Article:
Sister Grace Malaney
My parents came from a Baptist background, but we did not participate in a formal church. I was the youngest and had a brother and a sister. When I was ready for second grade, my parents decided to send me and my older sister to a Catholic grade school, as it had a really good reputation. The minute I saw my teacher, a Dominican Sister in full habit, I decided that I wanted to be a sister too. After a couple years, my sister asked if she could be baptized a Catholic. My parents were ok with that, so she entered the Church.
When my father got out of the U.S. Navy in 1946, we moved to California. I attended Catholic schools in Hawthorne, Lennox, Inglewood, and then in Los Angeles, which was staffed by Franciscans. One day my teacher asked if anyone wanted to become a Catholic. I was the only one who raised a hand. Then we moved again. At the new school in Los Angeles, I asked my parents if I could take special instructions on Saturdays in order to be baptized. They explained that it was my decision and would become my responsibility to do all that the Church asked. So when I was 11 years old, I became a Catholic and attended Mass every Sunday by myself because my sister had moved back to Kansas City.
Soon after that, we returned to the Kansas City area, and I finished grade school with the Sisters of St. Joseph as my teachers and then attended a high school taught by Benedictines. I was very shy, and switching to so many different elementary schools had made me even more so. I didn’t know when I was ever going to share with anyone my desire to become a sister.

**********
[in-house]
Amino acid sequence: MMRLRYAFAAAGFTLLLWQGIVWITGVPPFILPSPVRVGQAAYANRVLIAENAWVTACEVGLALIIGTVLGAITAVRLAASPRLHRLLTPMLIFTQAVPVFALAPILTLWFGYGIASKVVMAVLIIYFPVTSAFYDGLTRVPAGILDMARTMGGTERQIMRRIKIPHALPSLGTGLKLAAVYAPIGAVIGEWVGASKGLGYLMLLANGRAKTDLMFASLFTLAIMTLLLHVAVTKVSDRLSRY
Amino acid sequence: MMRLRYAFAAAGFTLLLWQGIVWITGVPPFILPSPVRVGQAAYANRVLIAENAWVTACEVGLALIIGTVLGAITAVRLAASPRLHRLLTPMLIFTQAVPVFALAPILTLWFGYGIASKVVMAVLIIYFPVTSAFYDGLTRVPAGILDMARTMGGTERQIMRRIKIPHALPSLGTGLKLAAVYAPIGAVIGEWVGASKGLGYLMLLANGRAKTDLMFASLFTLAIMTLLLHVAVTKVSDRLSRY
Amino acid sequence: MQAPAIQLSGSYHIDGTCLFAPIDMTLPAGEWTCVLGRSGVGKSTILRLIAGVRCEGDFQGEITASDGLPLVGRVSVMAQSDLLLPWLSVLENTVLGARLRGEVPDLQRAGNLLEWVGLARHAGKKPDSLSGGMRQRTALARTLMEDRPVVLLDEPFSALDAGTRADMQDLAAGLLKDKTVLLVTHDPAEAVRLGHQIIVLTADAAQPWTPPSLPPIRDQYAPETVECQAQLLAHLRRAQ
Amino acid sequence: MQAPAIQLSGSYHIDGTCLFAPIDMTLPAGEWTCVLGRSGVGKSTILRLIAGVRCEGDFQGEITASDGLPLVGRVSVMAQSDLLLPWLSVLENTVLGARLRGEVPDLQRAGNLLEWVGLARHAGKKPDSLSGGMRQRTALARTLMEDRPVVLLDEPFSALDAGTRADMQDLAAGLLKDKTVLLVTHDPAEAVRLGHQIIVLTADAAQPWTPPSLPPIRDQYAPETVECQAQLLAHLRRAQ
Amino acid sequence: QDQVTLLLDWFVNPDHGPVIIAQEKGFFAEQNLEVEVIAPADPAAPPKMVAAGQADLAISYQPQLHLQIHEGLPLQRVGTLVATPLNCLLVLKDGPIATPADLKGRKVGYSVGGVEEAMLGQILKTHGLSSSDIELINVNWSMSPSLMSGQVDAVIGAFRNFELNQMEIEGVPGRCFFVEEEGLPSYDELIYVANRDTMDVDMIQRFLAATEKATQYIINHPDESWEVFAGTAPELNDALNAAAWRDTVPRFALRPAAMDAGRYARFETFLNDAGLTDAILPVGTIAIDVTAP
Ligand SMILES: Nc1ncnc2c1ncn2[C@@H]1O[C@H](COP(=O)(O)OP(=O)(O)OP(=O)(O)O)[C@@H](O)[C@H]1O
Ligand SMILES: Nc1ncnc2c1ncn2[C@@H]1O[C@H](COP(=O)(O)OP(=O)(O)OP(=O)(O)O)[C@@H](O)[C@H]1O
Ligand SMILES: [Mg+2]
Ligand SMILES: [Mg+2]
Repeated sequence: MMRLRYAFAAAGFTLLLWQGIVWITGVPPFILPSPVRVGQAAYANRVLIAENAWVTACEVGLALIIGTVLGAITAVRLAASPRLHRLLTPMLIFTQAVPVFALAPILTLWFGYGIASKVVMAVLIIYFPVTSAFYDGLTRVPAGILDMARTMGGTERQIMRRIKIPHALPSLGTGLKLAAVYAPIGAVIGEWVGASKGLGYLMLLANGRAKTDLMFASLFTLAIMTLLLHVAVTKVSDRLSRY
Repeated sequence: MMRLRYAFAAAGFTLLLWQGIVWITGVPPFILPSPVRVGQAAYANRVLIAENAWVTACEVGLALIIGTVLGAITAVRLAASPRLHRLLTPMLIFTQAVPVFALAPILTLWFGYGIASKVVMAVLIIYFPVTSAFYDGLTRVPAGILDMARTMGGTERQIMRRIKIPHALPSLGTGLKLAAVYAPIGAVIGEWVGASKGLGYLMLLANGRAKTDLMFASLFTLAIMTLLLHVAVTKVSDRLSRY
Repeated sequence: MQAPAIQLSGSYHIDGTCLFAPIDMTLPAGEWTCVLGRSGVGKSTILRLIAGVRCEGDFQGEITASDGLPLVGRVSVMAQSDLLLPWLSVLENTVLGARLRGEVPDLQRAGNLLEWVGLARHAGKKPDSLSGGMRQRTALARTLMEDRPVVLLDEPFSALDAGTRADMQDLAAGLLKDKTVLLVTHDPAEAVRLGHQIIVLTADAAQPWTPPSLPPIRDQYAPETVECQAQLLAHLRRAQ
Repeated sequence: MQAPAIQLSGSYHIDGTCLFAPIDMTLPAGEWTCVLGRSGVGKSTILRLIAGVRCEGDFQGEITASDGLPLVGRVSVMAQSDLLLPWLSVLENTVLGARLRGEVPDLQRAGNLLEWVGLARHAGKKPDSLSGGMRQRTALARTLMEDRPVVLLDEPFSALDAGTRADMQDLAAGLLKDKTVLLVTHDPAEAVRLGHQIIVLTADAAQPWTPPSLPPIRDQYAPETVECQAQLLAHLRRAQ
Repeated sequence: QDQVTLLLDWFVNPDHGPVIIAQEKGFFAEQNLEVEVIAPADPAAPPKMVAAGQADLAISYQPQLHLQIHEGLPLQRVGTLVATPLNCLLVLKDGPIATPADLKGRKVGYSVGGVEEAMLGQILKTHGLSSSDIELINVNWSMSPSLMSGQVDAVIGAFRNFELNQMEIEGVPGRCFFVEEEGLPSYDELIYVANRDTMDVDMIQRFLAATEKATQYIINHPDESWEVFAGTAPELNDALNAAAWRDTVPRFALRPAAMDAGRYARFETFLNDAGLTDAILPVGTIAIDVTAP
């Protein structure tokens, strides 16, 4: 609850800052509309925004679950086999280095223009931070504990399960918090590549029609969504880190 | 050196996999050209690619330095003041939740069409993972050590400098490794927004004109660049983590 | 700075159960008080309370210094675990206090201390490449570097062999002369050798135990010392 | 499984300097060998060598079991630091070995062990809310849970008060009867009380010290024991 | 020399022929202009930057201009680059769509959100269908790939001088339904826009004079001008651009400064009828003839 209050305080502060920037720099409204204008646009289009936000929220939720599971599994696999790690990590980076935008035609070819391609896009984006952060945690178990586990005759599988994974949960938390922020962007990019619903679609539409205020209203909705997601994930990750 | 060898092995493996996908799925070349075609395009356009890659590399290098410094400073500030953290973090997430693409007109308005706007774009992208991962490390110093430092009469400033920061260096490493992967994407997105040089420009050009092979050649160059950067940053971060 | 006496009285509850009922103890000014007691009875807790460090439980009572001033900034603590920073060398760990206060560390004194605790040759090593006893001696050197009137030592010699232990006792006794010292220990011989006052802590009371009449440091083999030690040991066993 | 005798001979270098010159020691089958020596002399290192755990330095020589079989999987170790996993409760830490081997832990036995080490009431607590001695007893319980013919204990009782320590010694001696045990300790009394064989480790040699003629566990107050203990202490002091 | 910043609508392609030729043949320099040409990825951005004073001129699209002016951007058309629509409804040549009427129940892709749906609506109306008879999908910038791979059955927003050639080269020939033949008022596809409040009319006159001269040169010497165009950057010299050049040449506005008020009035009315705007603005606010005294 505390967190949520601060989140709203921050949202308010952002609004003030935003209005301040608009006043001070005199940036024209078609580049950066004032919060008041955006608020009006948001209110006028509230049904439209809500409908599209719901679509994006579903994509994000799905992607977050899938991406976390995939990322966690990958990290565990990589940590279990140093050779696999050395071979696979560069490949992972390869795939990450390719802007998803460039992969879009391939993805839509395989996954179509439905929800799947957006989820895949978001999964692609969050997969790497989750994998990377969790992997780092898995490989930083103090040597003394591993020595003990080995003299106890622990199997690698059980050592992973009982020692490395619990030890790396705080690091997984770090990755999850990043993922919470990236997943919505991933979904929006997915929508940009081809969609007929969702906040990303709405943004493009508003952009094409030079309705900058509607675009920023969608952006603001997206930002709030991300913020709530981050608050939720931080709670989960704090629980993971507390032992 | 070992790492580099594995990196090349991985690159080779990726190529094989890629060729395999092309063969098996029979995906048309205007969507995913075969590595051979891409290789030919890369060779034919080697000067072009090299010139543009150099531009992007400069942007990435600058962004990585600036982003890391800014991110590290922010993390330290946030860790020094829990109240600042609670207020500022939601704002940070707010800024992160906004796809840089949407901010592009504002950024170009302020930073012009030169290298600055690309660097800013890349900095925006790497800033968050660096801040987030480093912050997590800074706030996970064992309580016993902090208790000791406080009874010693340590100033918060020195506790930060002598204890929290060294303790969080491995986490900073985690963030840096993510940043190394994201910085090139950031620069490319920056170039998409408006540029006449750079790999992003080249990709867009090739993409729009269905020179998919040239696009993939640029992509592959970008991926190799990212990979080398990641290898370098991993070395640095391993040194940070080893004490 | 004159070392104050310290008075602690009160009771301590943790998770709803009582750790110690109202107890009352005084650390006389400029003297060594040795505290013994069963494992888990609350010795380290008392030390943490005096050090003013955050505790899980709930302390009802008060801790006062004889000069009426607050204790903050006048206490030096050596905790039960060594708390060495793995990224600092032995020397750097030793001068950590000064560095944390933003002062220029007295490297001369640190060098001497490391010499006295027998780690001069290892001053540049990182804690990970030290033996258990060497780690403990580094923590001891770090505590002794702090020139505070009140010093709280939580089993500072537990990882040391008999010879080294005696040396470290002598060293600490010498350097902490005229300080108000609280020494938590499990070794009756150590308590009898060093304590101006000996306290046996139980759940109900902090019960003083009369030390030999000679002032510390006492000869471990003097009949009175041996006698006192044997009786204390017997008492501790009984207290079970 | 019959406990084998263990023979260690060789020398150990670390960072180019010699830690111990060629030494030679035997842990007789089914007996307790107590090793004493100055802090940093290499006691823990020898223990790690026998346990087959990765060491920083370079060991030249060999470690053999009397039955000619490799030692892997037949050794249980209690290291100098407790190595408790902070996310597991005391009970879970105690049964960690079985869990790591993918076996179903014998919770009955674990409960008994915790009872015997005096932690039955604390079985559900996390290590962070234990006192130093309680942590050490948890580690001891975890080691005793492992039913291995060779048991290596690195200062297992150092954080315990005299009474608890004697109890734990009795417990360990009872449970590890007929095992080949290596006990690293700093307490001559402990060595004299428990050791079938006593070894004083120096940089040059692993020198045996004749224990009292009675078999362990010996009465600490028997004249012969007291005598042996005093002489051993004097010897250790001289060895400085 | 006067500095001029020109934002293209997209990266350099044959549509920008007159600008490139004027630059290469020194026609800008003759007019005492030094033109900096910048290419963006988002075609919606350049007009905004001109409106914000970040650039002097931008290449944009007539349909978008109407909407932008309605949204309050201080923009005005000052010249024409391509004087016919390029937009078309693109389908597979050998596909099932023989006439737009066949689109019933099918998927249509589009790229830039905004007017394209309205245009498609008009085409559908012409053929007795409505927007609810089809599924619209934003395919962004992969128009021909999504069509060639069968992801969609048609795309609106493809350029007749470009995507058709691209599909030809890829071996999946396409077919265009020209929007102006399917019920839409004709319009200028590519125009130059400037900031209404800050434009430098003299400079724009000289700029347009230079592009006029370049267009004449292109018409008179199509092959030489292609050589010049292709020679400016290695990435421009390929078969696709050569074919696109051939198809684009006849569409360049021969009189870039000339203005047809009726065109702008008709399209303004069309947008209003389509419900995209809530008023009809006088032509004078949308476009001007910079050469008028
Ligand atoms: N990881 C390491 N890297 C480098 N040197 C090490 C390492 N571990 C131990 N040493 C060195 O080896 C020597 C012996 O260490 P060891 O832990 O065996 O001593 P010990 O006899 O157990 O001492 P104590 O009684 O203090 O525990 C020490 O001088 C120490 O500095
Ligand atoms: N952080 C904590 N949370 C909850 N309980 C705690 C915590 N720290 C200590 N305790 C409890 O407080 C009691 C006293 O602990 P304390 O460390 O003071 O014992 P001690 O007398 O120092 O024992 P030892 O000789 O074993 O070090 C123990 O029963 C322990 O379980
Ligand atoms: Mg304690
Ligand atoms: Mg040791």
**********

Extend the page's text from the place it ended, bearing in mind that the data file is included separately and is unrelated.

So I devised this plan: during my freshman year, I would pray about it; during my sophomore year, I would share my desire in confession to a priest; during junior year, I would tell one of my Benedictine teachers; and during my senior year, I would tell my parents. Thoughts about my vocation stayed with me during those four years, but I got to the end of my senior year and had taken only the first step in my plan. I had prayed a lot. In late May, the school band of which I was a member took a field trip to Atchison, Ks, to play and march at Mount St. Scholastica. After our performance, Sister Mary David, who taught at my high school, approached me and asked if I wanted to go see the Mother Superior about entering the convent. I replied “Yes” without any hesitation. Dressed in my band uniform and carrying my slide trombone, I had my interview with Mother Alfred, and she said I could come on June 13, less than a month away!
I went home and that night told my parents what I wanted to do. They told me that they wanted me to be happy, and if that was what I really wanted to do, it would bring happiness to them also. So I entered the Benedictine community of Mount St. Scholastica on June 13, 1953. I was 16, but just a month from turning 17.
In my religious life, I have taught in primary, middle, secondary, and college levels. I also served in Brazil as a missionary for about 8 years. I am now living at the monastery in Atchison and help serve in the business office as well as do other tasks assigned to me.
What I love the most about this life in community is praying together at our morning and evening prayer.